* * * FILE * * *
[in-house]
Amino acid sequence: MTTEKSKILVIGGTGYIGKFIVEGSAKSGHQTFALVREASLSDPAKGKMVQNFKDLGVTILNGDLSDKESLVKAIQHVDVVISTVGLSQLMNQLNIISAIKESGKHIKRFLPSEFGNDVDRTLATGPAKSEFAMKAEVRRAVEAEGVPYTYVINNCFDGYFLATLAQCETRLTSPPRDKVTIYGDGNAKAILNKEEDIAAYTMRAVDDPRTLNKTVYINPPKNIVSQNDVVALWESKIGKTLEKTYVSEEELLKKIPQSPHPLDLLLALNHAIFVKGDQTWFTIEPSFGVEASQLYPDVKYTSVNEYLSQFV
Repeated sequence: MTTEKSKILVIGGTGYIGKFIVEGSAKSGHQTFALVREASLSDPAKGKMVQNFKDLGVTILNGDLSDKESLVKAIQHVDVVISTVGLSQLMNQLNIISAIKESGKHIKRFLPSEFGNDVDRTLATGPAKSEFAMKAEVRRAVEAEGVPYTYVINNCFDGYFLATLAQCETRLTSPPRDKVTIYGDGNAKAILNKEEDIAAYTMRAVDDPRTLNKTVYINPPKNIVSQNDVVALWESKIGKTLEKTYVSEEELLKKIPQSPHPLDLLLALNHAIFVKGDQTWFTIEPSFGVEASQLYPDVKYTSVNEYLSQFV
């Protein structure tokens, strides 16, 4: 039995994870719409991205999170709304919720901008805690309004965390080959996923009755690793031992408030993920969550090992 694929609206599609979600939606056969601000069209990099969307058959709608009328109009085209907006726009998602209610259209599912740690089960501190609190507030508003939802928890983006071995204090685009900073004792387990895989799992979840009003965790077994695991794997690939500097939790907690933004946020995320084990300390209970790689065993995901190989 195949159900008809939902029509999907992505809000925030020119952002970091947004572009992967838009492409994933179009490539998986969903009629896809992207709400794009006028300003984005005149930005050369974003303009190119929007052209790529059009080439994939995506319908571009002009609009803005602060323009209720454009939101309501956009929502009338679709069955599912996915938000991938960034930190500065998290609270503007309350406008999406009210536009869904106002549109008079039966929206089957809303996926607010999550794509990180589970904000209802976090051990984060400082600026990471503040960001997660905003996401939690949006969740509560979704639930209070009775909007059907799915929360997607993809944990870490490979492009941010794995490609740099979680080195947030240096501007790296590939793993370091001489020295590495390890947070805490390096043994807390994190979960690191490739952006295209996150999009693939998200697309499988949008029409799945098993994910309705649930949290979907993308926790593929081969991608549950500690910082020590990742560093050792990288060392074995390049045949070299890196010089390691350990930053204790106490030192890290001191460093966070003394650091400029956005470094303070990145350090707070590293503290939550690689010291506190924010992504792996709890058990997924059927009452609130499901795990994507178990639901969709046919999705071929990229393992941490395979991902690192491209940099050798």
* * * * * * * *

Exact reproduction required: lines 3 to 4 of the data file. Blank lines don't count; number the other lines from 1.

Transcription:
Repeated sequence: MTTEKSKILVIGGTGYIGKFIVEGSAKSGHQTFALVREASLSDPAKGKMVQNFKDLGVTILNGDLSDKESLVKAIQHVDVVISTVGLSQLMNQLNIISAIKESGKHIKRFLPSEFGNDVDRTLATGPAKSEFAMKAEVRRAVEAEGVPYTYVINNCFDGYFLATLAQCETRLTSPPRDKVTIYGDGNAKAILNKEEDIAAYTMRAVDDPRTLNKTVYINPPKNIVSQNDVVALWESKIGKTLEKTYVSEEELLKKIPQSPHPLDLLLALNHAIFVKGDQTWFTIEPSFGVEASQLYPDVKYTSVNEYLSQFV
């Protein structure tokens, strides 16, 4: 039995994870719409991205999170709304919720901008805690309004965390080959996923009755690793031992408030993920969550090992 694929609206599609979600939606056969601000069209990099969307058959709608009328109009085209907006726009998602209610259209599912740690089960501190609190507030508003939802928890983006071995204090685009900073004792387990895989799992979840009003965790077994695991794997690939500097939790907690933004946020995320084990300390209970790689065993995901190989 195949159900008809939902029509999907992505809000925030020119952002970091947004572009992967838009492409994933179009490539998986969903009629896809992207709400794009006028300003984005005149930005050369974003303009190119929007052209790529059009080439994939995506319908571009002009609009803005602060323009209720454009939101309501956009929502009338679709069955599912996915938000991938960034930190500065998290609270503007309350406008999406009210536009869904106002549109008079039966929206089957809303996926607010999550794509990180589970904000209802976090051990984060400082600026990471503040960001997660905003996401939690949006969740509560979704639930209070009775909007059907799915929360997607993809944990870490490979492009941010794995490609740099979680080195947030240096501007790296590939793993370091001489020295590495390890947070805490390096043994807390994190979960690191490739952006295209996150999009693939998200697309499988949008029409799945098993994910309705649930949290979907993308926790593929081969991608549950500690910082020590990742560093050792990288060392074995390049045949070299890196010089390691350990930053204790106490030192890290001191460093966070003394650091400029956005470094303070990145350090707070590293503290939550690689010291506190924010992504792996709890058990997924059927009452609130499901795990994507178990639901969709046919999705071929990229393992941490395979991902690192491209940099050798």